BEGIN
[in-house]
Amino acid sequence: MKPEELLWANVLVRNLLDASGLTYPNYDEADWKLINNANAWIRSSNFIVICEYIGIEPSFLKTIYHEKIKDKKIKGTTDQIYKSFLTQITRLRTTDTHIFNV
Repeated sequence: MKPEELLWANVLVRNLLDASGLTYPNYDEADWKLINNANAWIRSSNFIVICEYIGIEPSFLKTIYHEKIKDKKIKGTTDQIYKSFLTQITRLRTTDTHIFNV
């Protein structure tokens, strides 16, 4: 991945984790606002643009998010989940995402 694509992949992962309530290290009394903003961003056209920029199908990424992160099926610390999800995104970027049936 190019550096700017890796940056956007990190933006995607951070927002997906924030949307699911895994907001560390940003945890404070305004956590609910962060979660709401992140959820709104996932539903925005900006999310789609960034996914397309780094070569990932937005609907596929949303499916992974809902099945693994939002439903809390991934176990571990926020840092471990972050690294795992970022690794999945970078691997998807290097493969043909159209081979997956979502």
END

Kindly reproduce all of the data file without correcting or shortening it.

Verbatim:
[in-house]
Amino acid sequence: MKPEELLWANVLVRNLLDASGLTYPNYDEADWKLINNANAWIRSSNFIVICEYIGIEPSFLKTIYHEKIKDKKIKGTTDQIYKSFLTQITRLRTTDTHIFNV
Repeated sequence: MKPEELLWANVLVRNLLDASGLTYPNYDEADWKLINNANAWIRSSNFIVICEYIGIEPSFLKTIYHEKIKDKKIKGTTDQIYKSFLTQITRLRTTDTHIFNV
């Protein structure tokens, strides 16, 4: 991945984790606002643009998010989940995402 694509992949992962309530290290009394903003961003056209920029199908990424992160099926610390999800995104970027049936 190019550096700017890796940056956007990190933006995607951070927002997906924030949307699911895994907001560390940003945890404070305004956590609910962060979660709401992140959820709104996932539903925005900006999310789609960034996914397309780094070569990932937005609907596929949303499916992974809902099945693994939002439903809390991934176990571990926020840092471990972050690294795992970022690794999945970078691997998807290097493969043909159209081979997956979502």